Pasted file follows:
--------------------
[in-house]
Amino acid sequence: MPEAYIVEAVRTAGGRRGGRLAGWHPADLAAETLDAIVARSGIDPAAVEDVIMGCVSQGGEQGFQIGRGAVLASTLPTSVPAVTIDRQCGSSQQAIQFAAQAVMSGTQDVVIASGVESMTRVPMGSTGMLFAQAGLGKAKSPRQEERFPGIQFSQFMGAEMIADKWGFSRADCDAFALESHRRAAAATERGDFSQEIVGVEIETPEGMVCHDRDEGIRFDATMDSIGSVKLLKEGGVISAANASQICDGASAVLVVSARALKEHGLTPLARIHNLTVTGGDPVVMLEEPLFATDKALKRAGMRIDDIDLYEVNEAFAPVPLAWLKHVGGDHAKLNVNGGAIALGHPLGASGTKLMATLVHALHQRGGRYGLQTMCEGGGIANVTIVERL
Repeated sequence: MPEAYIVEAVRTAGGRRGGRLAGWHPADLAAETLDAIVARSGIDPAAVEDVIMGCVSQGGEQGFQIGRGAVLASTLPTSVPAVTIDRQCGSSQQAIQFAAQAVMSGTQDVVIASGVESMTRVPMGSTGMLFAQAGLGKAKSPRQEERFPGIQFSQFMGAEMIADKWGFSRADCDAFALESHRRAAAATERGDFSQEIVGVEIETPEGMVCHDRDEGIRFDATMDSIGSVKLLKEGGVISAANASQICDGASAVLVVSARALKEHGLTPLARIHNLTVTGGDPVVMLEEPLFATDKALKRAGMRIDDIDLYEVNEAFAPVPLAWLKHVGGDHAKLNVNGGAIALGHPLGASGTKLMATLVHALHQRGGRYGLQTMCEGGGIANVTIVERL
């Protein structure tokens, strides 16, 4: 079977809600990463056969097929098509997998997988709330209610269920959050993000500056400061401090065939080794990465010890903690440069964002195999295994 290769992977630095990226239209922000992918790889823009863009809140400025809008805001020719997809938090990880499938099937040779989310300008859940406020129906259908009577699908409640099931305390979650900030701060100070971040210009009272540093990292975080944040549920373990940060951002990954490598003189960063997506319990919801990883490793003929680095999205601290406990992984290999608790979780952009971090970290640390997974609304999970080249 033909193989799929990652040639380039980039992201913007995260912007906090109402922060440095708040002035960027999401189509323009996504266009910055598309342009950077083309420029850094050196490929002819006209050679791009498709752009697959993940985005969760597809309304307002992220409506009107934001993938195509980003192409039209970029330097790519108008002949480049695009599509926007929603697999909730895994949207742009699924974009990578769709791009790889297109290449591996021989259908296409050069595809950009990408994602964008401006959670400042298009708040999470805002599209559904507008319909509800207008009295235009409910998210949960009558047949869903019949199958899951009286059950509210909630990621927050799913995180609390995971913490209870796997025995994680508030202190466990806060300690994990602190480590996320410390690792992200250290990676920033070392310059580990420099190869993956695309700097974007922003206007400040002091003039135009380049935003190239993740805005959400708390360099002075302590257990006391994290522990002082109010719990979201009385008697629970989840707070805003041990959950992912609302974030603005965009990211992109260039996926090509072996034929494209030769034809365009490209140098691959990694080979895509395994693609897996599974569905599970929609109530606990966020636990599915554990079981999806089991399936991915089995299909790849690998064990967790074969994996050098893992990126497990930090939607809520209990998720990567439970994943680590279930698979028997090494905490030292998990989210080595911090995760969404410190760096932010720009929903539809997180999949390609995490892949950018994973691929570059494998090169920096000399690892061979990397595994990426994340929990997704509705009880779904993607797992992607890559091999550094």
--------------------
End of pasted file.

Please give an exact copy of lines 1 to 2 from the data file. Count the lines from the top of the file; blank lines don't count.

[in-house]
Amino acid sequence: MPEAYIVEAVRTAGGRRGGRLAGWHPADLAAETLDAIVARSGIDPAAVEDVIMGCVSQGGEQGFQIGRGAVLASTLPTSVPAVTIDRQCGSSQQAIQFAAQAVMSGTQDVVIASGVESMTRVPMGSTGMLFAQAGLGKAKSPRQEERFPGIQFSQFMGAEMIADKWGFSRADCDAFALESHRRAAAATERGDFSQEIVGVEIETPEGMVCHDRDEGIRFDATMDSIGSVKLLKEGGVISAANASQICDGASAVLVVSARALKEHGLTPLARIHNLTVTGGDPVVMLEEPLFATDKALKRAGMRIDDIDLYEVNEAFAPVPLAWLKHVGGDHAKLNVNGGAIALGHPLGASGTKLMATLVHALHQRGGRYGLQTMCEGGGIANVTIVERL